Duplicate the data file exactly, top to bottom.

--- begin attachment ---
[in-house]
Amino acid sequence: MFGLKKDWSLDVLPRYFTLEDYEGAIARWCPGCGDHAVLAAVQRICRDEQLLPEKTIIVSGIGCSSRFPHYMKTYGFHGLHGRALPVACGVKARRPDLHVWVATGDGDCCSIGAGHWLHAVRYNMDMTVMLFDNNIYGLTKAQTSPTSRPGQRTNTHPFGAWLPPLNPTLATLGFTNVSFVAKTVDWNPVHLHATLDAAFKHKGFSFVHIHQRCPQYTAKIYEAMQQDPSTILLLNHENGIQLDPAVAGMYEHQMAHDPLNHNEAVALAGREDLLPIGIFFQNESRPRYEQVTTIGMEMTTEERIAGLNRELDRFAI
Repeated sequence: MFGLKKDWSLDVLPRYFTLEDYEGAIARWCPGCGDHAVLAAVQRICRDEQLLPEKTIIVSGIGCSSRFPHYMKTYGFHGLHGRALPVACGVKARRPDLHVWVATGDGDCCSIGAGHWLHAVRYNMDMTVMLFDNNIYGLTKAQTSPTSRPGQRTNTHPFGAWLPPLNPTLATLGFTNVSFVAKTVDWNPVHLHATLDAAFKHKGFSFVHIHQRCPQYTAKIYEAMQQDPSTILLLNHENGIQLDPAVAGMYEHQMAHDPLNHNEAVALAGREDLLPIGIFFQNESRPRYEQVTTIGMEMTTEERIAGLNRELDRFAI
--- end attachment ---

[in-house]
Amino acid sequence: MFGLKKDWSLDVLPRYFTLEDYEGAIARWCPGCGDHAVLAAVQRICRDEQLLPEKTIIVSGIGCSSRFPHYMKTYGFHGLHGRALPVACGVKARRPDLHVWVATGDGDCCSIGAGHWLHAVRYNMDMTVMLFDNNIYGLTKAQTSPTSRPGQRTNTHPFGAWLPPLNPTLATLGFTNVSFVAKTVDWNPVHLHATLDAAFKHKGFSFVHIHQRCPQYTAKIYEAMQQDPSTILLLNHENGIQLDPAVAGMYEHQMAHDPLNHNEAVALAGREDLLPIGIFFQNESRPRYEQVTTIGMEMTTEERIAGLNRELDRFAI
Repeated sequence: MFGLKKDWSLDVLPRYFTLEDYEGAIARWCPGCGDHAVLAAVQRICRDEQLLPEKTIIVSGIGCSSRFPHYMKTYGFHGLHGRALPVACGVKARRPDLHVWVATGDGDCCSIGAGHWLHAVRYNMDMTVMLFDNNIYGLTKAQTSPTSRPGQRTNTHPFGAWLPPLNPTLATLGFTNVSFVAKTVDWNPVHLHATLDAAFKHKGFSFVHIHQRCPQYTAKIYEAMQQDPSTILLLNHENGIQLDPAVAGMYEHQMAHDPLNHNEAVALAGREDLLPIGIFFQNESRPRYEQVTTIGMEMTTEERIAGLNRELDRFAI